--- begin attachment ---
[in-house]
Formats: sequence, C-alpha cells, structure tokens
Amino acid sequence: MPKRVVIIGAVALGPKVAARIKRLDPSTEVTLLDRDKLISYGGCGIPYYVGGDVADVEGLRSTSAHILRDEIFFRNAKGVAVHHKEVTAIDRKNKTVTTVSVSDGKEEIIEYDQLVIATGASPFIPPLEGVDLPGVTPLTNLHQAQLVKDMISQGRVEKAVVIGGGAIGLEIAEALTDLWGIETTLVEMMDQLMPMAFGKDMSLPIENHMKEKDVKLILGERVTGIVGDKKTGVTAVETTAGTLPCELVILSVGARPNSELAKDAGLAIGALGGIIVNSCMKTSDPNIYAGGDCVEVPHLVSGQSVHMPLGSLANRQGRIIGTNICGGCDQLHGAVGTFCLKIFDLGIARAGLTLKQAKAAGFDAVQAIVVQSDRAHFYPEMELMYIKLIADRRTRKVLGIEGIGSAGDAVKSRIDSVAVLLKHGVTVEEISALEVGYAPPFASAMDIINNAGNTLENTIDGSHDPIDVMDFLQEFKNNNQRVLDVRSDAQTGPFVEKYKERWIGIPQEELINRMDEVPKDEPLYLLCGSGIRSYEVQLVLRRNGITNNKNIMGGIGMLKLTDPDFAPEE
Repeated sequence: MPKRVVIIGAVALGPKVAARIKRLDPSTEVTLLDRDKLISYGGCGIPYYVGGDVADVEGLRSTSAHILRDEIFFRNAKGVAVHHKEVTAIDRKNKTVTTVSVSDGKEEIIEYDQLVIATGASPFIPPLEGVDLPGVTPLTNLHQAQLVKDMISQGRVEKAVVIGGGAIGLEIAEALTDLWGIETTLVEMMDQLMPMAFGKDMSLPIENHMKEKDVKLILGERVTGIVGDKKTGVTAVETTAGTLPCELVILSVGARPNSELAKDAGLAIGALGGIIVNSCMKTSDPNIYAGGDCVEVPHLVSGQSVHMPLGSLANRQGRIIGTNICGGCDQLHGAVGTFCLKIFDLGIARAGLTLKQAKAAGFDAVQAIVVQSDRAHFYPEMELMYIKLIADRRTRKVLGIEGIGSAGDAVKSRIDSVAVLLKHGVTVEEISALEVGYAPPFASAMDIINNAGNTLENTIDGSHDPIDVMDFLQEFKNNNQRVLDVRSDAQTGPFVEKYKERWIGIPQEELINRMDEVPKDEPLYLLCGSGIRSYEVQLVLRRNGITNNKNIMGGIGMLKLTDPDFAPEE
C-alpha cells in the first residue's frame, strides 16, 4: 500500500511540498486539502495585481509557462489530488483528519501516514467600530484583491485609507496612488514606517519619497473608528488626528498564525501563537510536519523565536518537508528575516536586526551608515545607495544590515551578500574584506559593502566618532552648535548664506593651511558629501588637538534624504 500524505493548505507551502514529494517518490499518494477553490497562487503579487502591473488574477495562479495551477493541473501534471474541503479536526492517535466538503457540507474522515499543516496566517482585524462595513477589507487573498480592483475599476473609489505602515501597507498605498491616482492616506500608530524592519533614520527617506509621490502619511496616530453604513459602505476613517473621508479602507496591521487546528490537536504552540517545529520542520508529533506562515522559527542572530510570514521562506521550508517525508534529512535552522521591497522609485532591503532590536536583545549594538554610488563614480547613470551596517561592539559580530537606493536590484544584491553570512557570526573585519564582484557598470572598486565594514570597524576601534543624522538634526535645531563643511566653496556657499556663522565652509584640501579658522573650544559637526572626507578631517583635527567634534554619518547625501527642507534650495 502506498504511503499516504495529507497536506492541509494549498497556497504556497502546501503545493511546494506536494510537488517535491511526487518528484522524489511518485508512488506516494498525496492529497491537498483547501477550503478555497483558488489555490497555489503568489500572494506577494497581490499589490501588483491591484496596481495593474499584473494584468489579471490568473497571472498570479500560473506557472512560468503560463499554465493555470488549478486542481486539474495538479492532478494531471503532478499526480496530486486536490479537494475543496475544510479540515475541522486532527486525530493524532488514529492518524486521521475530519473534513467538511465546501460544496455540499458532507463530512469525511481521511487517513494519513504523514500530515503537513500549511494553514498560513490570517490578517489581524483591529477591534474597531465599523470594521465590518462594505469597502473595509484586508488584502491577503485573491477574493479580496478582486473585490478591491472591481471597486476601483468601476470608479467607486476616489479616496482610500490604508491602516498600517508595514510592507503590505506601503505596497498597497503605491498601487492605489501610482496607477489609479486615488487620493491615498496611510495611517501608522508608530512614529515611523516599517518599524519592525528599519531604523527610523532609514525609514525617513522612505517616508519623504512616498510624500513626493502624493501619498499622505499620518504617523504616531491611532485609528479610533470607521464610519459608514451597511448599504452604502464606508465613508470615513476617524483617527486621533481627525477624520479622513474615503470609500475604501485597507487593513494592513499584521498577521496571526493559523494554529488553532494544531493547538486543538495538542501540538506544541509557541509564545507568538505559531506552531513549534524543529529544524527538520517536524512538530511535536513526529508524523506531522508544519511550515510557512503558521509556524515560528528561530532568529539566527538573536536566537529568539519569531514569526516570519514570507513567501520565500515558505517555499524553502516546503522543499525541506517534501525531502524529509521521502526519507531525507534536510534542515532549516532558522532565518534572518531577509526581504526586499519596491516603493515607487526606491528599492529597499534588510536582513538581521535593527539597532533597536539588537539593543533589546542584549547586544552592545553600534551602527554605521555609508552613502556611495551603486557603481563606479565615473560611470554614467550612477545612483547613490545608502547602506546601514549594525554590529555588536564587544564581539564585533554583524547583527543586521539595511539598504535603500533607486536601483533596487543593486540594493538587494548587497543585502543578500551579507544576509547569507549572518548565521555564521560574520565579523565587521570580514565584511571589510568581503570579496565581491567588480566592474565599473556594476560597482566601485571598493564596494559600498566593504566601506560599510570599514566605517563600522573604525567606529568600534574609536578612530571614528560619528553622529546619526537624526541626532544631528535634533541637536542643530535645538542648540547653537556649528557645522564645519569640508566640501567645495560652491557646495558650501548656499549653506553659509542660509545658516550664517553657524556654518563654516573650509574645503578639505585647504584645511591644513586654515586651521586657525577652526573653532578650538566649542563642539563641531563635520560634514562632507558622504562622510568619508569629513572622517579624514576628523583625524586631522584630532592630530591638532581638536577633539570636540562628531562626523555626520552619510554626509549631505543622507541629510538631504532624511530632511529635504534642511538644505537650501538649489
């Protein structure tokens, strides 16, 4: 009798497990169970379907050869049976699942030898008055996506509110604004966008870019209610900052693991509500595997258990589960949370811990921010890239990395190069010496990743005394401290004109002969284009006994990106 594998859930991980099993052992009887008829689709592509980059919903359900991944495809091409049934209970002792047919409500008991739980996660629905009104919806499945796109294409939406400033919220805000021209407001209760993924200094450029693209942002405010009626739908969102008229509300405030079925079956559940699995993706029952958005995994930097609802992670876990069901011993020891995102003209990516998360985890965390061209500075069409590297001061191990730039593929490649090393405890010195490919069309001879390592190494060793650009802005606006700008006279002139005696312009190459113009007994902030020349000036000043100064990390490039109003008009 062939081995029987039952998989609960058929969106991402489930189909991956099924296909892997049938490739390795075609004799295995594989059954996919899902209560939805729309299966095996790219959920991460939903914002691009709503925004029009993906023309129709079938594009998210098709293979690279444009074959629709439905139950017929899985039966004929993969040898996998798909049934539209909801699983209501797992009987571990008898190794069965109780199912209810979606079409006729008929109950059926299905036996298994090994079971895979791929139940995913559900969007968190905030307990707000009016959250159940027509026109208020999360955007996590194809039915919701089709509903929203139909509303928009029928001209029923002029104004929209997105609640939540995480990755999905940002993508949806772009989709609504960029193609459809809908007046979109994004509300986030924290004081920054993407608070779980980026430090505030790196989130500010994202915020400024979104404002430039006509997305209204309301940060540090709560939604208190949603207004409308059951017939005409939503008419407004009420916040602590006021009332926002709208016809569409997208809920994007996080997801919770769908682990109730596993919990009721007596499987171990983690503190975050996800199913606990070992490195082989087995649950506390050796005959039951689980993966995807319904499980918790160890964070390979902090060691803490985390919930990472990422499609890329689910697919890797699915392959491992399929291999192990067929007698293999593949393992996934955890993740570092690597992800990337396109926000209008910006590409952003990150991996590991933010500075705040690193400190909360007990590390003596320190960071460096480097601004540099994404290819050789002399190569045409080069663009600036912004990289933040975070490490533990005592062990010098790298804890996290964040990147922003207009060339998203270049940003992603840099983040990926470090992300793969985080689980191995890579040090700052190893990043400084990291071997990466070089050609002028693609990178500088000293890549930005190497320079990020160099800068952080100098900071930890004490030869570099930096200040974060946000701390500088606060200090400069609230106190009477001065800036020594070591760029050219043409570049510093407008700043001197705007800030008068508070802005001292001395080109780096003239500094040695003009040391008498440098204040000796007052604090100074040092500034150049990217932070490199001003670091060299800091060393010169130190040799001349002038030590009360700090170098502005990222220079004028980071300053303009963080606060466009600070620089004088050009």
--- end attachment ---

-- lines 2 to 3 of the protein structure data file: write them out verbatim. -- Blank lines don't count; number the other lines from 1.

Formats: sequence, C-alpha cells, structure tokens
Amino acid sequence: MPKRVVIIGAVALGPKVAARIKRLDPSTEVTLLDRDKLISYGGCGIPYYVGGDVADVEGLRSTSAHILRDEIFFRNAKGVAVHHKEVTAIDRKNKTVTTVSVSDGKEEIIEYDQLVIATGASPFIPPLEGVDLPGVTPLTNLHQAQLVKDMISQGRVEKAVVIGGGAIGLEIAEALTDLWGIETTLVEMMDQLMPMAFGKDMSLPIENHMKEKDVKLILGERVTGIVGDKKTGVTAVETTAGTLPCELVILSVGARPNSELAKDAGLAIGALGGIIVNSCMKTSDPNIYAGGDCVEVPHLVSGQSVHMPLGSLANRQGRIIGTNICGGCDQLHGAVGTFCLKIFDLGIARAGLTLKQAKAAGFDAVQAIVVQSDRAHFYPEMELMYIKLIADRRTRKVLGIEGIGSAGDAVKSRIDSVAVLLKHGVTVEEISALEVGYAPPFASAMDIINNAGNTLENTIDGSHDPIDVMDFLQEFKNNNQRVLDVRSDAQTGPFVEKYKERWIGIPQEELINRMDEVPKDEPLYLLCGSGIRSYEVQLVLRRNGITNNKNIMGGIGMLKLTDPDFAPEE